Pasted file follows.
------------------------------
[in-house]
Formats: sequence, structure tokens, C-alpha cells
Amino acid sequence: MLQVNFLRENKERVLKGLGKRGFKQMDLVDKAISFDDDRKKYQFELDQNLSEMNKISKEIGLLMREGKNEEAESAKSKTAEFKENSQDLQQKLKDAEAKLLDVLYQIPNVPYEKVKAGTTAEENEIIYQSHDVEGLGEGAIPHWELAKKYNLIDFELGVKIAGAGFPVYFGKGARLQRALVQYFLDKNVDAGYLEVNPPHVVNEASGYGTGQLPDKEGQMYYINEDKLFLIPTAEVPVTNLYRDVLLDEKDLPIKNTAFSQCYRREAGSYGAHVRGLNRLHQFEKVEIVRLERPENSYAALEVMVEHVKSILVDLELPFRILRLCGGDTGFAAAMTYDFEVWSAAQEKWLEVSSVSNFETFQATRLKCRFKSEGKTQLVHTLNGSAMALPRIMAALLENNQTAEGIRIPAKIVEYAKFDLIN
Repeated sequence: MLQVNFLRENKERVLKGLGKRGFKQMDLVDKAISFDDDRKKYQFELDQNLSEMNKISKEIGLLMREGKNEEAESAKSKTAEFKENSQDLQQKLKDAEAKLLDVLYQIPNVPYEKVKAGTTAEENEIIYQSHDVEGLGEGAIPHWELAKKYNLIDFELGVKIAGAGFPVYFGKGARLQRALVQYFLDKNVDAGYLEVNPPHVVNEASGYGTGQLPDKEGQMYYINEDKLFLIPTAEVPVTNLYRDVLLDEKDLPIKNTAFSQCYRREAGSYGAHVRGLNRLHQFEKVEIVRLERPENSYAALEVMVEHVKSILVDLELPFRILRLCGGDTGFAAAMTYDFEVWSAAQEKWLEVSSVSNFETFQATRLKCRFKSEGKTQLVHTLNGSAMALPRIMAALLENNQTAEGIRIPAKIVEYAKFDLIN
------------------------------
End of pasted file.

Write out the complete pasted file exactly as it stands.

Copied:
[in-house]
Formats: sequence, structure tokens, C-alpha cells
Amino acid sequence: MLQVNFLRENKERVLKGLGKRGFKQMDLVDKAISFDDDRKKYQFELDQNLSEMNKISKEIGLLMREGKNEEAESAKSKTAEFKENSQDLQQKLKDAEAKLLDVLYQIPNVPYEKVKAGTTAEENEIIYQSHDVEGLGEGAIPHWELAKKYNLIDFELGVKIAGAGFPVYFGKGARLQRALVQYFLDKNVDAGYLEVNPPHVVNEASGYGTGQLPDKEGQMYYINEDKLFLIPTAEVPVTNLYRDVLLDEKDLPIKNTAFSQCYRREAGSYGAHVRGLNRLHQFEKVEIVRLERPENSYAALEVMVEHVKSILVDLELPFRILRLCGGDTGFAAAMTYDFEVWSAAQEKWLEVSSVSNFETFQATRLKCRFKSEGKTQLVHTLNGSAMALPRIMAALLENNQTAEGIRIPAKIVEYAKFDLIN
Repeated sequence: MLQVNFLRENKERVLKGLGKRGFKQMDLVDKAISFDDDRKKYQFELDQNLSEMNKISKEIGLLMREGKNEEAESAKSKTAEFKENSQDLQQKLKDAEAKLLDVLYQIPNVPYEKVKAGTTAEENEIIYQSHDVEGLGEGAIPHWELAKKYNLIDFELGVKIAGAGFPVYFGKGARLQRALVQYFLDKNVDAGYLEVNPPHVVNEASGYGTGQLPDKEGQMYYINEDKLFLIPTAEVPVTNLYRDVLLDEKDLPIKNTAFSQCYRREAGSYGAHVRGLNRLHQFEKVEIVRLERPENSYAALEVMVEHVKSILVDLELPFRILRLCGGDTGFAAAMTYDFEVWSAAQEKWLEVSSVSNFETFQATRLKCRFKSEGKTQLVHTLNGSAMALPRIMAALLENNQTAEGIRIPAKIVEYAKFDLIN